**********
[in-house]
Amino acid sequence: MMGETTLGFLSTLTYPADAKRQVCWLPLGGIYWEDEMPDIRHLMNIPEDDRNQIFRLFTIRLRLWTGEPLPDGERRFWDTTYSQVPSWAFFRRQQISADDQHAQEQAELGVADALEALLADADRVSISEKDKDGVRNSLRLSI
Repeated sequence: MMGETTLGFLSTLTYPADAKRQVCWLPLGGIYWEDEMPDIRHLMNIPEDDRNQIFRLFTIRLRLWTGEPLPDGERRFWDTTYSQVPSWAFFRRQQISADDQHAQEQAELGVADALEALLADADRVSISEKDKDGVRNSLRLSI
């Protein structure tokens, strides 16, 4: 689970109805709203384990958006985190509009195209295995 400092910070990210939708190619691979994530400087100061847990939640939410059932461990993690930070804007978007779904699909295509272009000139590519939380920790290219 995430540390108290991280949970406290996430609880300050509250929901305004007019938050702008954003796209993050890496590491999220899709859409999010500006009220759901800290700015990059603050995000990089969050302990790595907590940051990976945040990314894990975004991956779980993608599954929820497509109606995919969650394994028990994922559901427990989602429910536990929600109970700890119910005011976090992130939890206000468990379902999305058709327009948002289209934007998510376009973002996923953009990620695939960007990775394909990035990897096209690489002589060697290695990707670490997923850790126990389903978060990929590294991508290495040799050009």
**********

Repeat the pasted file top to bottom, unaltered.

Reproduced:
[in-house]
Amino acid sequence: MMGETTLGFLSTLTYPADAKRQVCWLPLGGIYWEDEMPDIRHLMNIPEDDRNQIFRLFTIRLRLWTGEPLPDGERRFWDTTYSQVPSWAFFRRQQISADDQHAQEQAELGVADALEALLADADRVSISEKDKDGVRNSLRLSI
Repeated sequence: MMGETTLGFLSTLTYPADAKRQVCWLPLGGIYWEDEMPDIRHLMNIPEDDRNQIFRLFTIRLRLWTGEPLPDGERRFWDTTYSQVPSWAFFRRQQISADDQHAQEQAELGVADALEALLADADRVSISEKDKDGVRNSLRLSI
């Protein structure tokens, strides 16, 4: 689970109805709203384990958006985190509009195209295995 400092910070990210939708190619691979994530400087100061847990939640939410059932461990993690930070804007978007779904699909295509272009000139590519939380920790290219 995430540390108290991280949970406290996430609880300050509250929901305004007019938050702008954003796209993050890496590491999220899709859409999010500006009220759901800290700015990059603050995000990089969050302990790595907590940051990976945040990314894990975004991956779980993608599954929820497509109606995919969650394994028990994922559901427990989602429910536990929600109970700890119910005011976090992130939890206000468990379902999305058709327009948002289209934007998510376009973002996923953009990620695939960007990775394909990035990897096209690489002589060697290695990707670490997923850790126990389903978060990929590294991508290495040799050009």